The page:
Liz Marshall is an award winning documentary filmmaker.
Since the late 90’s she has created award winning and socially relevant projects shot all over the world. This interview with her is about her latest film: The Ghosts in our Machine.
In her words:
“Why do we value wildlife and our companion animals but not the billions of animals bred and used by global industries? It is this core question that prompted me to delve deeply and explore this subject matter. Through story, sound and picture I hope people will see animals differently—forever. As consumers we can all make a difference for the ghosts, each and everyday.”
Journey for Earth
AR: What journey are you on?
LM: More and more what I see through my work is an interest in bridge building. I used to be more comfortable and concerned with reaching like minded people, but I can see now that I am increasingly interested in reaching across the divide to bring people and ideas together.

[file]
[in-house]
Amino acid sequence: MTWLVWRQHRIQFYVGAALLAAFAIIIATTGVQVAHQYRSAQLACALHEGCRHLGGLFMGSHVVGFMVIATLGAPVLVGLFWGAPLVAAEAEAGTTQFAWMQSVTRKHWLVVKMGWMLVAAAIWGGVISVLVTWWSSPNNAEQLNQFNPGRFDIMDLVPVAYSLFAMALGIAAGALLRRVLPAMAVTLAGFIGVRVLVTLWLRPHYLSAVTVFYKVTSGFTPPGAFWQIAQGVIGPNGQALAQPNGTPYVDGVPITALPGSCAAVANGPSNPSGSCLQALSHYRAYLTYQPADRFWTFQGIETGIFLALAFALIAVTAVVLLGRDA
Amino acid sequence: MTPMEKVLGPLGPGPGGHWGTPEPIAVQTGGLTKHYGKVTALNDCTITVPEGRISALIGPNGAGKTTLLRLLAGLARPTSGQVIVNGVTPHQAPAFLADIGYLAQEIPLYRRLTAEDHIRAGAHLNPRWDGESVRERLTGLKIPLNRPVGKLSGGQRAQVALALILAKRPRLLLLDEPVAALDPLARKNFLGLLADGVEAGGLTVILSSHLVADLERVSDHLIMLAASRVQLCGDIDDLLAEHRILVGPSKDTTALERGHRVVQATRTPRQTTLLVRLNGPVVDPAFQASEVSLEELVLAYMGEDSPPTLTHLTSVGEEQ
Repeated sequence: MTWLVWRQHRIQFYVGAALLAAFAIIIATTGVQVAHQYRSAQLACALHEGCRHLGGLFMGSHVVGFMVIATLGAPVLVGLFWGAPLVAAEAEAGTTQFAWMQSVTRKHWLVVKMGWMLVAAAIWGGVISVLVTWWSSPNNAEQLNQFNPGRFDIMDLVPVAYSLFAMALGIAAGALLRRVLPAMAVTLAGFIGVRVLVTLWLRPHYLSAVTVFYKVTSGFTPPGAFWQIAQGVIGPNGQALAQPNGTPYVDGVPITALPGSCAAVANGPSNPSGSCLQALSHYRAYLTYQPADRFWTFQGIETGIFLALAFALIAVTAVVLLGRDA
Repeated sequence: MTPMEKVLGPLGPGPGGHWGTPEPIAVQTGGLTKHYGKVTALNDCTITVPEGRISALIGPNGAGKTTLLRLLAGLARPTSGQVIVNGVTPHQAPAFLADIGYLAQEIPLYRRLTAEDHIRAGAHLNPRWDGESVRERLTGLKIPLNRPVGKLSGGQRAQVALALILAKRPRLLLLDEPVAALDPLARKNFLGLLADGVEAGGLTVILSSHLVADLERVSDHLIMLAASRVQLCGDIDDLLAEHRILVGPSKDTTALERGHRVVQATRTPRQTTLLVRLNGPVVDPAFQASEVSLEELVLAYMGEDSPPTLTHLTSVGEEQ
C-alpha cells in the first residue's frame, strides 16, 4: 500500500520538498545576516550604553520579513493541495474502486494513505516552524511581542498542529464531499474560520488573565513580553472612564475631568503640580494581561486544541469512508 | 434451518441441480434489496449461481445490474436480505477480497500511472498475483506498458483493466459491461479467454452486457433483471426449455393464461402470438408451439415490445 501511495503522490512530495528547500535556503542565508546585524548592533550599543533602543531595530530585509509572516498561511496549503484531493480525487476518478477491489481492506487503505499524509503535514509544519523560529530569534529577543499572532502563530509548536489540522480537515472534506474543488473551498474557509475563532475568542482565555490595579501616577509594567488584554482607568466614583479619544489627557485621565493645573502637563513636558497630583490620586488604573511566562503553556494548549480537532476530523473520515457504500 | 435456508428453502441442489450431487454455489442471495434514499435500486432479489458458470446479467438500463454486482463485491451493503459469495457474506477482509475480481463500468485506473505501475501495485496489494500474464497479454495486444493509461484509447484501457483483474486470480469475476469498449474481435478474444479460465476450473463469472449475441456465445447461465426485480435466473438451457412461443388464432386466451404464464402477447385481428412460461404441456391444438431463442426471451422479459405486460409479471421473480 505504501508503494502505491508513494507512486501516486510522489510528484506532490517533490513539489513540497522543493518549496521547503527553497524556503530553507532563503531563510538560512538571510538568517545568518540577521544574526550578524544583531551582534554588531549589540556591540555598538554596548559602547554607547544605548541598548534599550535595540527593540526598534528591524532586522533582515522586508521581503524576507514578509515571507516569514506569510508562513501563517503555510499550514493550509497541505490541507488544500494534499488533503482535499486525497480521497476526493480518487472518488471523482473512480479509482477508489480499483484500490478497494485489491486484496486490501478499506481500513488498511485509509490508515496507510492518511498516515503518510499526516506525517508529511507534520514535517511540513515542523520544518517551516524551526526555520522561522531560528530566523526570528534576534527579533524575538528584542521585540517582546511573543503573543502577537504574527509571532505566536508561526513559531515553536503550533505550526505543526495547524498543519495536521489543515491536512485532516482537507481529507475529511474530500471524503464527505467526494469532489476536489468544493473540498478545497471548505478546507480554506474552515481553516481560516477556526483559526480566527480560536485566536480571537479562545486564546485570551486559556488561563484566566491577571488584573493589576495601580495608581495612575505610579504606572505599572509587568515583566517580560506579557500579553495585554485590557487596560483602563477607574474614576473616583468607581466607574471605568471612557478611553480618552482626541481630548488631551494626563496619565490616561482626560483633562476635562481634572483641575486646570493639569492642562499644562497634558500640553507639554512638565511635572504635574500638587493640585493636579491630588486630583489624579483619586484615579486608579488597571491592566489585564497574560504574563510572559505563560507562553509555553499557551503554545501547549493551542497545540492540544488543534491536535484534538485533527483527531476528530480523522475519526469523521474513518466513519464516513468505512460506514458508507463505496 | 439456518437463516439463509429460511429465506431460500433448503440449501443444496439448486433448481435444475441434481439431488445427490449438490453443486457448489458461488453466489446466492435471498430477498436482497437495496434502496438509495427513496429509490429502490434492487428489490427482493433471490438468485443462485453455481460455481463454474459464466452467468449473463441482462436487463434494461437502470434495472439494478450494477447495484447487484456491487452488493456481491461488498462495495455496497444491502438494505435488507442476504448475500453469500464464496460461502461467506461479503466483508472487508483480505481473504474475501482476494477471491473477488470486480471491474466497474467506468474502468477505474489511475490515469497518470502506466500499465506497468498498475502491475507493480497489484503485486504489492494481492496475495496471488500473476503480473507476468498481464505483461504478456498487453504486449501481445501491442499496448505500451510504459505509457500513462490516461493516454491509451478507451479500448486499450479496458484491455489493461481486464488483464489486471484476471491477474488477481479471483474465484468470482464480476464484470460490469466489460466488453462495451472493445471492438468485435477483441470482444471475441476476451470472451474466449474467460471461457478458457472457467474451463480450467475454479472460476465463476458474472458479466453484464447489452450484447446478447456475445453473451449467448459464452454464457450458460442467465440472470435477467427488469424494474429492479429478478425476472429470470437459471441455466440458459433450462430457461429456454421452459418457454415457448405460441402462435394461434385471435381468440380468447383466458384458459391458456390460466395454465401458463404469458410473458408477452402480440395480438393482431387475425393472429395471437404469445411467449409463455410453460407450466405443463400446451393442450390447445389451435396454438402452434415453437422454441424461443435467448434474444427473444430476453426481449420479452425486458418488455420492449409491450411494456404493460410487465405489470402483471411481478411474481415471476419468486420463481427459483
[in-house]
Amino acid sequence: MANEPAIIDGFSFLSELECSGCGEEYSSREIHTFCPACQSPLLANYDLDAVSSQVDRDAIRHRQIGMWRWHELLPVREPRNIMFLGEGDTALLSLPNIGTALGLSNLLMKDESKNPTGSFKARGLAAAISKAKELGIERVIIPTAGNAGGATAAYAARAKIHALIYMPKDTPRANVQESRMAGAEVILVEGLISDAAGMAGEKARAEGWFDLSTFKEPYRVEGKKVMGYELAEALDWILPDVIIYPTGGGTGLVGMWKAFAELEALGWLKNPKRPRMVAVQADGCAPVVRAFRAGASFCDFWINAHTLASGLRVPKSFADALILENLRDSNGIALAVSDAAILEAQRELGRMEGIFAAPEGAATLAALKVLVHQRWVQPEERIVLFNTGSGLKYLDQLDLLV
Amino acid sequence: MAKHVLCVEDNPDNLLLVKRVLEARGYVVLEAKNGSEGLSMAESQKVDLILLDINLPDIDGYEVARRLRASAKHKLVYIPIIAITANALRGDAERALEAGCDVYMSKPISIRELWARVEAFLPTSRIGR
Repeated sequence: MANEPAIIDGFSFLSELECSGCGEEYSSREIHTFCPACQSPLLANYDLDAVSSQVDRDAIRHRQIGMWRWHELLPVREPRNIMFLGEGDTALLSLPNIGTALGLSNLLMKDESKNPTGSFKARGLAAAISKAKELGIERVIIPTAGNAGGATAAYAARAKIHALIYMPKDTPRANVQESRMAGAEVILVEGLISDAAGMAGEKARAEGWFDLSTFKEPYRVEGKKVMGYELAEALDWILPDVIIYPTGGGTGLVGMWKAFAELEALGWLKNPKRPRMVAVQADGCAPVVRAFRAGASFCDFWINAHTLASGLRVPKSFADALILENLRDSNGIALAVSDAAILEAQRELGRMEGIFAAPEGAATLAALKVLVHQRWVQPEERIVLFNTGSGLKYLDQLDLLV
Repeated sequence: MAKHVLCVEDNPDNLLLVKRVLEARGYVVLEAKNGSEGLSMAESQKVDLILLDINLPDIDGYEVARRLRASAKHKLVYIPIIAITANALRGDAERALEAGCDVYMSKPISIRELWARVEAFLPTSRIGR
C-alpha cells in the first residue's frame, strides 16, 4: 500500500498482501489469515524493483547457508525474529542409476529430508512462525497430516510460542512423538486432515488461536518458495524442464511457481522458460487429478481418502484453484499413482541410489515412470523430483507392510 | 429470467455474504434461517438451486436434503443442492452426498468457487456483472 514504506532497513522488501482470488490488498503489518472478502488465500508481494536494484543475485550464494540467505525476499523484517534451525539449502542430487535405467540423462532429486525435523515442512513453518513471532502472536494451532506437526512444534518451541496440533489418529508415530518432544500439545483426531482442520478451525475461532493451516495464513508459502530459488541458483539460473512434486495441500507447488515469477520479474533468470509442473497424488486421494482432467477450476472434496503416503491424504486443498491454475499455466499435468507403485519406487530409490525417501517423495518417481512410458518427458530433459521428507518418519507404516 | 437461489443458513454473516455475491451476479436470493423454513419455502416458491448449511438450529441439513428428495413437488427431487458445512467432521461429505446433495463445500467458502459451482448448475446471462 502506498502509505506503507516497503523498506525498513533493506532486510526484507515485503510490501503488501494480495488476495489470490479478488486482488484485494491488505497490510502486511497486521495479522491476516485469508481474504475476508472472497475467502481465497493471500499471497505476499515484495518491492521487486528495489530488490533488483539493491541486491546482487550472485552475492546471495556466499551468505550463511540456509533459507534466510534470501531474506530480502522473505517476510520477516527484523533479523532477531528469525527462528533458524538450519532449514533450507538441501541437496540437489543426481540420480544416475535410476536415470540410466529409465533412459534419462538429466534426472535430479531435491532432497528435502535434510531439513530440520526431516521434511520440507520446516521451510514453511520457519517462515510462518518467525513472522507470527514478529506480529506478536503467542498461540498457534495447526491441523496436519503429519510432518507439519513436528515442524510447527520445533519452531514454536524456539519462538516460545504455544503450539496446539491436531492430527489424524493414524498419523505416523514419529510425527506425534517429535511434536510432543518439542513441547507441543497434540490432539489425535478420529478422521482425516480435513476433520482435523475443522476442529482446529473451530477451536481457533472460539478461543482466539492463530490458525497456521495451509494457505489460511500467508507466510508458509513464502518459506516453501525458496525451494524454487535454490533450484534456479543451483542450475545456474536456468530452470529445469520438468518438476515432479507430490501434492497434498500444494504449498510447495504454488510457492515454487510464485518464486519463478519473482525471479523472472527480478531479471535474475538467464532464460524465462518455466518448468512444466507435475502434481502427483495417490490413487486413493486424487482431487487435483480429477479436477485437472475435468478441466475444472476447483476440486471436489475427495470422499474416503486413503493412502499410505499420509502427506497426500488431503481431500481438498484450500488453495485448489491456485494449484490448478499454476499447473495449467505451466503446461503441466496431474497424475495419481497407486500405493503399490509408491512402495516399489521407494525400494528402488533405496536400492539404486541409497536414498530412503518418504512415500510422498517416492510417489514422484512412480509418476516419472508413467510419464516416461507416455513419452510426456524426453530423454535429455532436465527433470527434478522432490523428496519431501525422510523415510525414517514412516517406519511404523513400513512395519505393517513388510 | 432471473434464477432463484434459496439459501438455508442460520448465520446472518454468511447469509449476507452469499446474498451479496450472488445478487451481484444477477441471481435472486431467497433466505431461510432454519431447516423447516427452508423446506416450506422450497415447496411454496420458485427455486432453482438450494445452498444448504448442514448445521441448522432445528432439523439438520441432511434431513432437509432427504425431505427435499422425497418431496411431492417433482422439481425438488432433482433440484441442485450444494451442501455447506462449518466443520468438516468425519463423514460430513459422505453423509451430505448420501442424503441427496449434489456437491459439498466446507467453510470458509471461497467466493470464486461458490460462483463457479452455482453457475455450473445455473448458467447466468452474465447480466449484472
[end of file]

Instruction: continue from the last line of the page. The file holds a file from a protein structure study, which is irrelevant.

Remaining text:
I have primarily focused on documentary, but I am also drawn to fiction or hybrid (fiction-reality) film-making. Through the power of cinema: story, sound and picture, we can touch people’s hearts, open minds, and have a positive impact.
These possibilities continue to intrigue me, and keep me motivated on my journey.
AR: What has been one of your greatest challenges over the years, either with the work that you do or in another area of your life, and how did you overcome it?
LM: Establishing healthy detachment from people and situations that are not that positive. I have learned to have better boundaries, and the outcome is that I am more focussed and my vision is clearer.
AR: What is your greatest hope for our planet at this time?
LM: My greatest hope is the same hope that I had as a kid! You can read my childhood letter to our Canadian Prime Minister Pierre Trudeau. I hope that people and nations stop war. I hope the gap between rich and poor will lessen in my lifetime. I hope that all nations become mindful stewards of our planet before it is too late.
We must stop using people and animals alike as cogs in our machine.
I hope for greater mercy, equity and justice. Whether it’s realistic or not, I don’t know, but continuing to hope and work towards change, is what motivates me.
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Assistant Ed: Dana Gornall/Ed: Bryonie Wise